In general however, the devices and/or systems that are concerned with implementation of functionality that relates primarily to a data signal received by the PA/LD 100 are typically referred to as a ‘post amplifier’ or ‘post amplifier assembly.’ On the other hand, devices and/or systems that are concerned with implementation of functionality that relates primarily to control, by the PA/LD 100, of the transmission of a data signal are typically referred to as a ‘laser driver’ or ‘laser driver assembly.’ Nonetheless, a device or system that comprises a portion of the ‘post amplifier’ in one embodiment, may comprise a portion of the ‘laser driver’ in another embodiment. Accordingly, the foregoing distinctions are not intended to, nor should be construed to, limit the scope of the invention in any way.
In general, the functionality of the integrated post-amplifier and laser driver assembly 100 is typically implemented as a single IC on a single-sided PCB. In some instances, the PA/LD is implemented as a non-hermetic plastic packaged IC with lead frame. However, other types of IC packages, such as ceramic packages, may alternatively be employed, consistent with the requirements of a particular application or operating environment.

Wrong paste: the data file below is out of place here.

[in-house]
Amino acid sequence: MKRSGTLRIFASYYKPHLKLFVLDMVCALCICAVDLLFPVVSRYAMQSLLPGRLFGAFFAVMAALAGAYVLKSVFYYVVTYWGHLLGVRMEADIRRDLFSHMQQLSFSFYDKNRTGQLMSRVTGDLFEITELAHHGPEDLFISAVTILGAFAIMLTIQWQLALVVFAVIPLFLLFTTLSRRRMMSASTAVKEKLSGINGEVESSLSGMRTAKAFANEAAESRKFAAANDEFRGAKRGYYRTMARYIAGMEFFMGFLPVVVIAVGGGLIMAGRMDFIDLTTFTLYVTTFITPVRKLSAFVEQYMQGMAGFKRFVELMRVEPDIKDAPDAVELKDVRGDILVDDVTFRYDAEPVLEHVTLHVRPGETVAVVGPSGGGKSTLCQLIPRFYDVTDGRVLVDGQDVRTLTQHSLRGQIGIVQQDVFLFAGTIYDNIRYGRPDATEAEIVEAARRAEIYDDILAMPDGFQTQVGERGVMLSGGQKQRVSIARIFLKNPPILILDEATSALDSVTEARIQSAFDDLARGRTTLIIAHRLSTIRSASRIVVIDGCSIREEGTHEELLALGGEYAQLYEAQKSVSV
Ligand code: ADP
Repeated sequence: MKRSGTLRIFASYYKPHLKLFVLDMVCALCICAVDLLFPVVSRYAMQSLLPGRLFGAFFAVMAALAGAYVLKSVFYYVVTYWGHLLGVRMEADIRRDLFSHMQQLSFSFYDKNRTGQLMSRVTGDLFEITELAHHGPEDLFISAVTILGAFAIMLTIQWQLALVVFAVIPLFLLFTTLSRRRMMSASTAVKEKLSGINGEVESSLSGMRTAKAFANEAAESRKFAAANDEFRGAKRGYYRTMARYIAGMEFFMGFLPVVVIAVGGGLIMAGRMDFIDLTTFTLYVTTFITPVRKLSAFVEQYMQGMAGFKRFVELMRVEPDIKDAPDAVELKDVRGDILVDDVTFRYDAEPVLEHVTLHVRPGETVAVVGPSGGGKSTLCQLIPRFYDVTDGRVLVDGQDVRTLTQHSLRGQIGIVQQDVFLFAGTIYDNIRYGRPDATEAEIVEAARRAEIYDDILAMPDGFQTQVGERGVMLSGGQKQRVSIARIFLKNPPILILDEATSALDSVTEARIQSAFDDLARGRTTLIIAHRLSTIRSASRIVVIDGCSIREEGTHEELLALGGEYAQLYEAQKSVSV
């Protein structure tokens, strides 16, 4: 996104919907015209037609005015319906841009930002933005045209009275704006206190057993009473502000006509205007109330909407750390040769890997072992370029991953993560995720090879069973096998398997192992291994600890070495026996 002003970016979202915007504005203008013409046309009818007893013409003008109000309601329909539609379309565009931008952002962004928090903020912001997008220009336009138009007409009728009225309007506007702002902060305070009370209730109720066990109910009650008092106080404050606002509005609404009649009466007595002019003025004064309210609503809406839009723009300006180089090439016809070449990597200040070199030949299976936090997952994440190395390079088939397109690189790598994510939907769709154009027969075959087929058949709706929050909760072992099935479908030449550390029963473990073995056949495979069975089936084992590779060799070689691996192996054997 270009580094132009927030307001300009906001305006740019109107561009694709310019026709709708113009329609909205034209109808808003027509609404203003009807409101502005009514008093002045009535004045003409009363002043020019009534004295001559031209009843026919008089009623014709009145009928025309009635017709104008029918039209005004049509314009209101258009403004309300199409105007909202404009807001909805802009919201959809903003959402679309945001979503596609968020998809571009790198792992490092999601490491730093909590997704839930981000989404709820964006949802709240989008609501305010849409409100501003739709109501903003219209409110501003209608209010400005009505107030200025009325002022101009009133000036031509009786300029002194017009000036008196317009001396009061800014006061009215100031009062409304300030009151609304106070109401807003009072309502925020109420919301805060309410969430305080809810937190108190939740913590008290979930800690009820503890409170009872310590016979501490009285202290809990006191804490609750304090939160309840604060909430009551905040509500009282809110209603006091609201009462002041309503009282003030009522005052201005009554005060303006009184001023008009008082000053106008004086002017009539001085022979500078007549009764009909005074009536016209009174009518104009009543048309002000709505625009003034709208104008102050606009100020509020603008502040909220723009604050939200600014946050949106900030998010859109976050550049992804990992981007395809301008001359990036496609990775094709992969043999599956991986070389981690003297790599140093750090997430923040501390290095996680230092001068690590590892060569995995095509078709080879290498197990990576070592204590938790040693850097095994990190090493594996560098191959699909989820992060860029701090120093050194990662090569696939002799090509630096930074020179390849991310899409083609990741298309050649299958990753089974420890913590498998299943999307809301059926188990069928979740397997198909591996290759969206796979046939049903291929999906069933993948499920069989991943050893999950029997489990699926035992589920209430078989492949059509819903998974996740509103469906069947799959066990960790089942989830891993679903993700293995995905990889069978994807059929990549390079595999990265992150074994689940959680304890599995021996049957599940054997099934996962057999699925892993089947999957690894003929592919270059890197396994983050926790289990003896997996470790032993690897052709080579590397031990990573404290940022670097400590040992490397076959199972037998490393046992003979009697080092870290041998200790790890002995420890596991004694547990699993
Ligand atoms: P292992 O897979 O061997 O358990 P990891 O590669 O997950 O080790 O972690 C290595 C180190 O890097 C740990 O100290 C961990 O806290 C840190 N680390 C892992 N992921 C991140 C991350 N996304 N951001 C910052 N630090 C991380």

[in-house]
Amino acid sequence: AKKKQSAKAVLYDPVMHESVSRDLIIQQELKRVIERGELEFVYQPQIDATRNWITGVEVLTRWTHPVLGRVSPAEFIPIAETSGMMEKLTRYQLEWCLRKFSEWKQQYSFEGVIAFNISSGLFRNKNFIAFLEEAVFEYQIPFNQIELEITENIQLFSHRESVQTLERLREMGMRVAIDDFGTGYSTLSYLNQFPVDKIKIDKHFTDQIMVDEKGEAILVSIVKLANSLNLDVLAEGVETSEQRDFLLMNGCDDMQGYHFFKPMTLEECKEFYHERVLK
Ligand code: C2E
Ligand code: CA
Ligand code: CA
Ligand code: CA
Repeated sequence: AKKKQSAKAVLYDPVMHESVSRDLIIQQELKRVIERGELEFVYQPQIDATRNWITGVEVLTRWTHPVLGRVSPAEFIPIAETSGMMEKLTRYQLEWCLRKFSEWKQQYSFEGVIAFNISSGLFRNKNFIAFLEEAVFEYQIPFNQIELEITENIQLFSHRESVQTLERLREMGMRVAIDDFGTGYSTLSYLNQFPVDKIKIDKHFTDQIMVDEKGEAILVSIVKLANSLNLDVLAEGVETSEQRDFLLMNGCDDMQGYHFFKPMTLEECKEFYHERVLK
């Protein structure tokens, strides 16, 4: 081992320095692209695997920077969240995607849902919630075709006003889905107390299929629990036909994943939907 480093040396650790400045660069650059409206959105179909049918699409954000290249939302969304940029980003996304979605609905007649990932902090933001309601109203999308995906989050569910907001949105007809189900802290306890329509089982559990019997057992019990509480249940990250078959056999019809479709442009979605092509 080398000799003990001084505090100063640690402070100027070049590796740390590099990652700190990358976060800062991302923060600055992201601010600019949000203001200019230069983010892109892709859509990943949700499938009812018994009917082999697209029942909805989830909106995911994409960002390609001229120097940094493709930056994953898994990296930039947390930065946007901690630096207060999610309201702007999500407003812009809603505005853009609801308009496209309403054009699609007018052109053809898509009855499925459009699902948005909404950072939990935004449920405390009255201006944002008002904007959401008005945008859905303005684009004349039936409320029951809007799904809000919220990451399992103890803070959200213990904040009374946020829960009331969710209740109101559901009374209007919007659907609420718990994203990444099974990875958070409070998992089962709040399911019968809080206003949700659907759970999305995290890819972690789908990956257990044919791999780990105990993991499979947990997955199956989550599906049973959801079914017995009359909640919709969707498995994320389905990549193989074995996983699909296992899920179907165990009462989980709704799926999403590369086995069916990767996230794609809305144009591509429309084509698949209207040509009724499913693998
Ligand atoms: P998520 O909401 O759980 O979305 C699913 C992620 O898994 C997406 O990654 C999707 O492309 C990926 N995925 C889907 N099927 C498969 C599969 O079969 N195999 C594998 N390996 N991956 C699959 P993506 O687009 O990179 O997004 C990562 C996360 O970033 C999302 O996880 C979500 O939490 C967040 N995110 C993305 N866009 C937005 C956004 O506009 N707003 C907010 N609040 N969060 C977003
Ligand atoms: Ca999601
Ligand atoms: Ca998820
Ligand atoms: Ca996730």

One useful aspect of the single IC configuration is that it minimizes the number of external devices that are required, as some or all of the external devices can be incorporated within the IC. By way of example, at least some embodiments of the invention obviate the need for external passive devices that perform functions such as, but not limited to, set point, matching, filter, and A/C coupling. A related aspect of the single IC configuration is that it generally eliminates the need for connectors, such as flex connectors, between the post-amplifier and laser driver. Further, the single IC package can be incorporated into a relatively small size, as small as 4 mm×4 mm in some cases.